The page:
Colnaghi Foundation Journal 03 - Page 49



46
The presence of portraits in Paolo Veronese’s narrative paintings
The presence of portraits in Paolo Veronese’s narrative paintings
to two of the main Benedictine institutions in the
Veneto: San Giorgio Maggiore in Venice and Santa
Giustina in Padua. It is tempting to identify the donor
in this painting as Abbot Giuliano Careni da Piacenza,
who in the 1570s had been abbot of both monasteries
and commissioned from Veronese, at the end of 1574,
the altarpiece for the high altar of Santa Giustina in
Padua, with the Martyrdom of Saint Justina.19
During his lifetime, Veronese was celebrated for the
large feast paintings he executed for refectories of
monastic institutions in Venice and the terraferma.
Invariably, these works showed abbots and important
monks in the main narratives, often among crowds
of servants and onlookers. The first of these feasts,
painted for the Benedictine refectory of Santi Nazaro e
Celso in Verona, was completed in 1556 and is now in
the Galleria Sabauda in Turin.20 It was commissioned
by the prior of the monastery, Mauro Vercelli, and the
large canvas represents the Gospel episode of the Feast
in the House of Simon. Vercelli makes an appearance
Fig. 3 / Paolo Veronese, The
Virgin and Child with Saints
George and Justina, and a
Benedictine Monk, ca. 1570,
oil on canvas, 100 x 99 cm,
Paris, Musée du Louvre.
Fig. 4 / Paolo Veronese, The
Feast of Saint Gregory the
Great (detail showing the
portrait of Damiano Grana),
1572, oil on canvas, 477 x
862 cm, Vicenza, Santuario
di Monte Berico.
Sometimes, parish priests and abbots were the patrons
of devotional works, and Veronese portrayed some
of them throughout his career. 12 In the background
of the Deposition of Christ, painted in the mid-1540s for
the church of Santa Maria della Vittoria in Verona
(now at the Museo di Castelvecchio), is the portrait of
a bearded man who is likely Lorenzo Busti, the head
of the Hieronymite convent and the probable patron
of the canvas.13 Carlo Ridolfi wrote that “in Villa di
Gravigna near Treviso there is one of his (Veronese’s)
altarpieces with the portrait of the parish priest.”14
He also recorded that hanging from a beam in a
chapel of the church of San Sebastiano in Venice was
“a small picture with Our Lady and a female virgin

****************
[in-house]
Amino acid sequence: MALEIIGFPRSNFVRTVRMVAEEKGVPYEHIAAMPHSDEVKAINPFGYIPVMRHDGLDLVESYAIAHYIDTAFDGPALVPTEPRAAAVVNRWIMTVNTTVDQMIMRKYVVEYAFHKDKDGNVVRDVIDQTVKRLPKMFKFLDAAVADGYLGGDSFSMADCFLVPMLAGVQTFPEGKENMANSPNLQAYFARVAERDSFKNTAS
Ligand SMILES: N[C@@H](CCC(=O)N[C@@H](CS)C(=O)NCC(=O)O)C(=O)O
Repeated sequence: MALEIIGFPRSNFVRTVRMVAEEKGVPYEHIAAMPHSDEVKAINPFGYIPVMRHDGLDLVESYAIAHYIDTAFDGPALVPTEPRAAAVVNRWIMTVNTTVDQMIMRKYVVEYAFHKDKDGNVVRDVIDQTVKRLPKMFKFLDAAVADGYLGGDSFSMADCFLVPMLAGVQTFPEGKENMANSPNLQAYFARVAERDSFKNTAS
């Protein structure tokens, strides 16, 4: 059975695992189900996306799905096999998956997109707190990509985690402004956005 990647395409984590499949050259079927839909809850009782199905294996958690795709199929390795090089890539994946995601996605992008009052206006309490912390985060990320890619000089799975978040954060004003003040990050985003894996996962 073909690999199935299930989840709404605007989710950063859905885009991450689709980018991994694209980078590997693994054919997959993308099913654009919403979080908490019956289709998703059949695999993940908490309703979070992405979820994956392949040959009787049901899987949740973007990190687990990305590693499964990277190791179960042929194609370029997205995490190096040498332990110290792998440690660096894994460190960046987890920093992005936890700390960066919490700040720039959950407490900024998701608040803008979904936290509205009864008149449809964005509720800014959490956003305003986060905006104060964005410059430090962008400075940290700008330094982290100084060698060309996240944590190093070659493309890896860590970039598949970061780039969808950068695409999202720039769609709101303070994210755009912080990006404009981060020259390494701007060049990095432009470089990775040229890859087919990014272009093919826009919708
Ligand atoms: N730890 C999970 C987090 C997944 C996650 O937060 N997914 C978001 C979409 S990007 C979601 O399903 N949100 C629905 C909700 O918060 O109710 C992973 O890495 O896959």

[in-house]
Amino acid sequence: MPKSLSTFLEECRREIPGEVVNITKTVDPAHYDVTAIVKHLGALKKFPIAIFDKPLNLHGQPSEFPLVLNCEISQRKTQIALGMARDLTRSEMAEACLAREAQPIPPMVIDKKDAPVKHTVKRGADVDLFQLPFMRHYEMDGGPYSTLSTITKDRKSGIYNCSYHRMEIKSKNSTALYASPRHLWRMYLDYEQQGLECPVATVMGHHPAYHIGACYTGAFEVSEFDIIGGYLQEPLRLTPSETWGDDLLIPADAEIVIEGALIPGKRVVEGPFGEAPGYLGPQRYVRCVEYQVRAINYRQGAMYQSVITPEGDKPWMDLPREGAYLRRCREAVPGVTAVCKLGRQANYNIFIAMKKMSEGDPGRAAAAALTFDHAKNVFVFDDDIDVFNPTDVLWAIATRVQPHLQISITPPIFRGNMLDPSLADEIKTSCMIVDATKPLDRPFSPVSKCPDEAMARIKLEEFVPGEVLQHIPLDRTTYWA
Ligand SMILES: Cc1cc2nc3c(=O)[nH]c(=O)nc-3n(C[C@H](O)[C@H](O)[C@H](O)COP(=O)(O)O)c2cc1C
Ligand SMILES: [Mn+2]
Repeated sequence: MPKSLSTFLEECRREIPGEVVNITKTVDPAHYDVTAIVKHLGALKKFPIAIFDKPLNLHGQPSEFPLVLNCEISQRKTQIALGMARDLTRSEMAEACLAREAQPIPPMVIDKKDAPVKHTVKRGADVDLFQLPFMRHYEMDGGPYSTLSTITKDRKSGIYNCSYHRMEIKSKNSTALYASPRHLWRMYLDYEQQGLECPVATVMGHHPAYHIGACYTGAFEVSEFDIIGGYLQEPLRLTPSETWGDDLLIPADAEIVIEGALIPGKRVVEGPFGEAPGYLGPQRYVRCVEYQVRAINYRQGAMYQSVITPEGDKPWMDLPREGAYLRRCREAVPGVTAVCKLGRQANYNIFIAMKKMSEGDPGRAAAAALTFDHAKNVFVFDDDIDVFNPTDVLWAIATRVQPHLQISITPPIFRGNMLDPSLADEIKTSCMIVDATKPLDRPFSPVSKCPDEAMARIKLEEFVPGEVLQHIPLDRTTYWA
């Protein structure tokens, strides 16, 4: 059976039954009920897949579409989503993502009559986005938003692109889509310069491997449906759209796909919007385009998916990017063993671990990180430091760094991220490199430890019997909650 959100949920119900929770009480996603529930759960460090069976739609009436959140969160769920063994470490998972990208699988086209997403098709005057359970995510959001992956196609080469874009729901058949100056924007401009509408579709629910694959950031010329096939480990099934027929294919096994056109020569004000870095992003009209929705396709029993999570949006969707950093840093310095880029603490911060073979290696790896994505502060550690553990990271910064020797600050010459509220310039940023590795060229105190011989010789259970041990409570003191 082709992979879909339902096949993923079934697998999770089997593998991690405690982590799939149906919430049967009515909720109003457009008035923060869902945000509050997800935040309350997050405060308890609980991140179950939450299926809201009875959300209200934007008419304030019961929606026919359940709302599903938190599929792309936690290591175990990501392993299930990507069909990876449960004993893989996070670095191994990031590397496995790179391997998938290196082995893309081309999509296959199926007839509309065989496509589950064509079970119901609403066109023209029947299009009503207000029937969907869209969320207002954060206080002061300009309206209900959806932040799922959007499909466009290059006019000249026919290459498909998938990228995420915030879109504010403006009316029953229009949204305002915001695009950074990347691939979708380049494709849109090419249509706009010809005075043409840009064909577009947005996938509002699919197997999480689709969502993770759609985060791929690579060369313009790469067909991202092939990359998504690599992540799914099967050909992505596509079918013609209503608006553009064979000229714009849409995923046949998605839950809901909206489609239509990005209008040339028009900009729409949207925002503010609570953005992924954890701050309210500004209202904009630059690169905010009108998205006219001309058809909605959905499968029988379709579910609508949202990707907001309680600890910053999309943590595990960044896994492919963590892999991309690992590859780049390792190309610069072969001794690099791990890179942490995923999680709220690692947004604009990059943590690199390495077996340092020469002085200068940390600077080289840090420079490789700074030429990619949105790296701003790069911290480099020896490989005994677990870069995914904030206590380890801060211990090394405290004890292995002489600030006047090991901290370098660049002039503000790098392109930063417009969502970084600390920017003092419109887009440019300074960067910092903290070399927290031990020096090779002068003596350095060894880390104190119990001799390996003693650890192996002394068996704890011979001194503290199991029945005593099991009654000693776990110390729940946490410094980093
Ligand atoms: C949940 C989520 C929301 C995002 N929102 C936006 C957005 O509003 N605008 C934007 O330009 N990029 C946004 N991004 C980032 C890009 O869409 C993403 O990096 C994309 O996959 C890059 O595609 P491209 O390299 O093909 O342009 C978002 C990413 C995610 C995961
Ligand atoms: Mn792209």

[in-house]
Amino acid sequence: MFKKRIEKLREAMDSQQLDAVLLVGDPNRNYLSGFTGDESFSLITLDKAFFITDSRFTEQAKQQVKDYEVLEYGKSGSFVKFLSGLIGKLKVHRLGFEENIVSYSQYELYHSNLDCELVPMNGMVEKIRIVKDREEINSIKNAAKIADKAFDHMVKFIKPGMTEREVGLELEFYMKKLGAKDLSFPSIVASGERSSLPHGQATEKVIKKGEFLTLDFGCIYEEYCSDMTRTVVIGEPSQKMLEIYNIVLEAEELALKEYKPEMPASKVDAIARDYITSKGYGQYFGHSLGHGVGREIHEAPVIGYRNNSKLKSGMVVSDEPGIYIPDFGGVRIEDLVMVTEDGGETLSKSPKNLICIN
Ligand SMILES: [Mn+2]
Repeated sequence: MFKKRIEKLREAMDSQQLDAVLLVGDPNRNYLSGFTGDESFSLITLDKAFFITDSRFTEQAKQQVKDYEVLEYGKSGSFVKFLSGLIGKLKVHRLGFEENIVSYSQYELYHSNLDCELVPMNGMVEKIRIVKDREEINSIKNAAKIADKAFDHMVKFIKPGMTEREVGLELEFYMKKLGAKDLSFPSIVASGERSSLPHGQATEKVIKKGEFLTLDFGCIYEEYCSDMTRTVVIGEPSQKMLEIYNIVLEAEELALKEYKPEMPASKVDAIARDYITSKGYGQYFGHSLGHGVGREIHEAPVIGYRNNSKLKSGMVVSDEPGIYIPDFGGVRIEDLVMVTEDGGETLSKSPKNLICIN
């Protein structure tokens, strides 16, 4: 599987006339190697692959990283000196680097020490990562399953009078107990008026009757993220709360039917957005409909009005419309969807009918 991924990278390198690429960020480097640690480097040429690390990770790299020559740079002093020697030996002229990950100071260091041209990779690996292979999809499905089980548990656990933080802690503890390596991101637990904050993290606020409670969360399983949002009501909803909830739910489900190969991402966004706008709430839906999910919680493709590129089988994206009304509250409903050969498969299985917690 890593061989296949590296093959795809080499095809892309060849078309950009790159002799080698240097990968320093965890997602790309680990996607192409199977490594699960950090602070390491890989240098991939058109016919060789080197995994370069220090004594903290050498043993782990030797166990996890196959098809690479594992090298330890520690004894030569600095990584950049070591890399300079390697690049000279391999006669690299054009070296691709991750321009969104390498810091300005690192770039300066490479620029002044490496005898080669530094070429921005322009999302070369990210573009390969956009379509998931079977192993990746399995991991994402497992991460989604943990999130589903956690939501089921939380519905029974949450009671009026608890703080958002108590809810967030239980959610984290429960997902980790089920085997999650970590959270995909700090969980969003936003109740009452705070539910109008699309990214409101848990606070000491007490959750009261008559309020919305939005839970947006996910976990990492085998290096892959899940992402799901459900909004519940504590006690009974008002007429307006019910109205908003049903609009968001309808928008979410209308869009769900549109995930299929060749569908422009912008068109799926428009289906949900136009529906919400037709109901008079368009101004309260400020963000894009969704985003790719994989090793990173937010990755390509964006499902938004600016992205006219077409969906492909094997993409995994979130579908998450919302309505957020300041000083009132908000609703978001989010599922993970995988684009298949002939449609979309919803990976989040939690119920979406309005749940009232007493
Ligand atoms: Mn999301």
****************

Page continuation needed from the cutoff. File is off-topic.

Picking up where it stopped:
saint who offers a dove to the child, and in it there is
the portrait of Father Michele Spaventi, Venetian.”15
Today, the canvas is in one of the side chapels in
San Sebastiano.16 Its original location in the church
is unknown, but the picture was clearly a private
devotional image painted for Spaventi, a Hieronymite
monk at San Sebastiano. The monk’s initials – FMS
– appear embroidered on the white cushion below
the young Christ in the painting. Another anonymous
monk is portrayed in a devotional painting (now
in the Museum of Fine Arts, Houston) depicting
the Dead Christ held by an angel.17 The Virgin and
Child with Saints George, Justina, and a Benedictine Monk
at the Louvre (fig. 3) also includes the portrait of a
Benedictine monk.18 The format of the canvas and
the composition, with the central Virgin and Child
flanked by the two saints, suggest that this was a small
altarpiece for a private chapel. The monk has not
been identified, but the presence of the two saints
suggests that he was an abbot and possibly related
47
as a Benedictine monk, shown in profile above
Christ’s head, on the left. Giorgio Vasari described
the painting in his short biography of Veronese: “in a
large picture on canvas the supper hosted by Simon
the leper for the Lord, when the sinner threw herself
at his feet; with many figures, portraits from life, and
the most extraordinary perspectives, and under the
table there are two dogs so beautiful that they seem
alive and natural, and further away certain cripples
outstandingly rendered.” Vasari noticed, in particular,
the “portraits from life”.21 The 1562-1563 Marriage
Feast at Cana for the refectory of San Giorgio Maggiore
in Venice (and now at the Louvre) also includes
portraits of Benedictine monks.22 Ridolfi recorded
others in two refectory paintings. In 1572, in the Feast
of Saint Gregory the Great for the refectory of the basilica
of Monte Berico in Vicenza, Veronese “ingeniously
placed the prior beside a column, who stands out
wonderfully for the black of his robes” (fig. 4).23
Damiano Grana, the prior at the time, was responsible
for commissioning the canvas.

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